Notes From the Underworld: Black Hat Newsletters and the Japanese Mafia

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As fond of them as I may be, newsletters probably aren’t widely considered the most mysterious, exotic, secretive, dangerous, glamorous or romantic subject. It’s an understandable sentiment, they’re pretty straightforward. They also happen to be a tremendous tool for any business’s customer retention and the acquisition of new customers.

Sorry, had to get that out of the way.

Anyway, while the newsletter familiar to the average Westerner is no doubt deemed a harmless (though financially effective) creature, there are places where their character is far less simple and forthright. There are places where the innocent newsletter has a dark side. And it’s this dark side that’s historically been of interest to the Japanese Mafia, or “Yakuza”.

The Yakuza1

First off, to provide a little background- the yakuza is huge, with around 103,000 active members worldwide; that’s something like… 1000 times the size of the American-Italian Mafia. There are 70,000 or more yakuza in Japan alone and they’re worth billions, wielding enormous social, economic and political clout. (Four recent prime ministers have had yakuza connections revealed and Japan’s top law enforcement official resigned two years ago after his mob associations were unearthed.)

In this era of globalization, however, the American “great recession” was felt all over the globe. Even crime syndicates were apparently not immune. Of those syndicates, the Yamaguchi-Gumi is Japan’s largest, with 36,000-plus members- nearly half of all yakuzas are Yamaguchi. (A clarification- the word “yakuza” can be used to describe both the organization and its individual members. So a Japanese mobster is both a yakuza and in the yakuza)

The Yamaguchi-Gumi Gazette

2Even their size, however, didn’t impart an immunity to financial trouble and between 2012-2013, the Yamaguchi-Gumi lost 3300 soldiers. Additionally, they’d just come away from a brutal seven year gang war on the island of Kyushu in which “civilians” had been killed- a PR disaster and yakuza no-no. The war, a resulting Japanese law enforcement crackdown, and even a threat from President Barack Obama to freeze all Yamaguchi assets in the U.S. had both membership and profits suffering.

So, to bolster waning morale Yamaguchi godfather Kenichi Shinoda masterminded, published and subsequently shipped an inspirational newsletter to 23,000 of his faithful.

This newsletter was accurately if not creatively titled Yamaguchi-Gumi Shinpo, or “Yamaguchi-Gumi Newsletter”. It was a slick, professional production, eight pages long and featuring the gang’s symbol on the front cover. And for a gang communique, the subject matter was hardly one-note.

That thematic variety included a message from Shinoda himself to the troops, a recognition that the recent anti-gang measures had made earning more difficult, but urging them to keep their chins up anyway. He encouraged members of the organization to perform good works and stay true to the traditional yakuza virtues of loyalty, discipline, restraint and pride.

In these leaner times, Shinoda further affirmed, yakuzas could no longer count on the Yamaguchi-Gumi “brand” to do the heavy lifting. The Shinpo featured lighter fare too- one page was dedicated to poetry, including a number of satirical haikus; there hints and tips on the board games Go and Shogi; and even travelogue-style fishing “diaries” from some of the senior chieftains.

So it was pretty much like any other organization’s newsletter… except produced by and for one of the world’s largest, wealthiest, most powerful and most dangerous transnational criminal organizations.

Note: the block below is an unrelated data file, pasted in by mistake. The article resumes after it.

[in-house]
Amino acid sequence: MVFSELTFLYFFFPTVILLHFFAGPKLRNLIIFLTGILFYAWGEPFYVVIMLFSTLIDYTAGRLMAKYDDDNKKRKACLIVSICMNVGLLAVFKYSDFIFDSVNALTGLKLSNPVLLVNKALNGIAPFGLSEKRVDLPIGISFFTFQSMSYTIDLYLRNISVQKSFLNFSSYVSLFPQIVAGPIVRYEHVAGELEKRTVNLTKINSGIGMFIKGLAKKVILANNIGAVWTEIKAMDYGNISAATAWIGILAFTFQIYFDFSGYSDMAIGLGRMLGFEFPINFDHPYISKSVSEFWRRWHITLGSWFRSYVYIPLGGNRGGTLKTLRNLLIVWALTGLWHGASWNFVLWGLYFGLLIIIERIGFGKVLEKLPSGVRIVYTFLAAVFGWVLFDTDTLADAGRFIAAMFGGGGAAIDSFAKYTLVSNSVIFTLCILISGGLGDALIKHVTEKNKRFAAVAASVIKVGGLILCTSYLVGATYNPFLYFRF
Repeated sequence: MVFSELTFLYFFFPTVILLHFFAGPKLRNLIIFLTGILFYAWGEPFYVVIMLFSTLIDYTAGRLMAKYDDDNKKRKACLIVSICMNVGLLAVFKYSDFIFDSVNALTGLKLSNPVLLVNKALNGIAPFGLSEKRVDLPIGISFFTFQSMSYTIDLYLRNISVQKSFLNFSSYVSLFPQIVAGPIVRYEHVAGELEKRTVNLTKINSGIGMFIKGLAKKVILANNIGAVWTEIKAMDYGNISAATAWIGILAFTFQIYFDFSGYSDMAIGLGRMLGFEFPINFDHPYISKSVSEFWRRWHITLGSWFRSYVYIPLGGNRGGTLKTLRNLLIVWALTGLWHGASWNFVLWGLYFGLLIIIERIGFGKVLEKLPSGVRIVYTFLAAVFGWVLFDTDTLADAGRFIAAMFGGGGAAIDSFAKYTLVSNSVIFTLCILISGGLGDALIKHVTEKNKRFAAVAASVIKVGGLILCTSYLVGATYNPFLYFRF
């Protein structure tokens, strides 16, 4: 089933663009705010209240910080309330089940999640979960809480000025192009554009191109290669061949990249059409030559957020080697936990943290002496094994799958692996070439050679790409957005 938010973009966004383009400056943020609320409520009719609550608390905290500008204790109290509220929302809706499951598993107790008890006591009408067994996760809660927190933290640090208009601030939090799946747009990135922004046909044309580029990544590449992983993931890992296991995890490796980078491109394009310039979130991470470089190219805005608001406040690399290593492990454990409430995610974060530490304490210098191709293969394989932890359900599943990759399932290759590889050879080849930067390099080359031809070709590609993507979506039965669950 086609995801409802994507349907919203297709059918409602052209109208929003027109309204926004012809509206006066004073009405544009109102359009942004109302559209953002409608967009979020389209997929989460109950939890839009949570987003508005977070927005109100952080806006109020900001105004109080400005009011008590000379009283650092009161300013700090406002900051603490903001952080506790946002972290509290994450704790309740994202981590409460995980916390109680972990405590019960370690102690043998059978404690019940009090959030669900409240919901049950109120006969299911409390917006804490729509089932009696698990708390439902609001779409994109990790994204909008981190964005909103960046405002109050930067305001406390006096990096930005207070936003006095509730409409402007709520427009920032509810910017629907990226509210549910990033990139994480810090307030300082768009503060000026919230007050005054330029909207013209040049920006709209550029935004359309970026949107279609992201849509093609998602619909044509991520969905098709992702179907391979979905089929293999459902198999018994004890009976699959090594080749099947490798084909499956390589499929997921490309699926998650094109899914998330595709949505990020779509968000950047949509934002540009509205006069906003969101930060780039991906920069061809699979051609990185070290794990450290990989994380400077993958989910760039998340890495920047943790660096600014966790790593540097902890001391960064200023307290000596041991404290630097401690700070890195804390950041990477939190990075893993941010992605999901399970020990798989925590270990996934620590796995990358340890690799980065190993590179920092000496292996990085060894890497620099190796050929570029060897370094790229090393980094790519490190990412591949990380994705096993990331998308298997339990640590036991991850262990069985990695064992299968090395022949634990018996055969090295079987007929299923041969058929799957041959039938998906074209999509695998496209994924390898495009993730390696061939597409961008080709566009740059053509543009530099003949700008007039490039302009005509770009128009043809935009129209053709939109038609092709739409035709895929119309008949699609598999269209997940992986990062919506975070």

Shareholder Shudders

While the Yamaguchi-Gumi Shinpo wasn’t exactly the most traditional in-house glossy, it was still pretty much a corporate newsletter.
Because what’s a newsletter but an informational and inspirational publication sent to an organization’s employees from its leadership?3
Not all yakuza newsletters are so innocuous though.

One of the most profitable provinces of organized Japanese criminal rackets is “sokaiya”, or corporate crime. Many of these scams are culturally-dependent, relying on the Japanese cultural aversion to embarrassment- personal embarrassment and embarrassment to institutions.

For instance, one of the simplest schemes involves a yakuza buying a single share of a corporation’s stock, walking into a busy department at corporate headquarters and shouting unceasingly. When a disconcerted company official approaches the hood to discuss his (yakuzas are virtually uniformly men) motive for screaming in the building, the gangster explains that he’d recently become a shareholder and was simply expressing his excitement.

It’s understood that for a fee the shareholder could be compelled to express his excitement elsewhere.

The Poisoned Pen

The sokaiya newsletter scam is likewise an avoidance-of-shame-based racket. It involves a yakuza digging into the lives of a corporation’s executives and collecting as much dirty laundry as possible. The fruits of these investigations will then be compiled in a newsletter, often displayed beside the picture of an executive and listed among their accomplishments:

Kenji Inagawa — Chief Executive Officer. Kenji is an avid golfer and hiker. He oversaw a six percent company-wide profit increase this year. In his off-time Kenji enjoys spending time with his wife, Aki, and his mistress, Kayo Terada, whom he visits at least three times a week.

Hideo Nakahara — Chief Financial Officer. Hideo graduated from Keio Business School and has shrewdly used his education to streamline the accounts department. His education also likely contributed to the tidy profit he made paying local politicians for contracts, the bribes disguised as rent payments for a vacation home that doesn’t exist. No doubt the creativity with which he filed his taxes made him even more yen.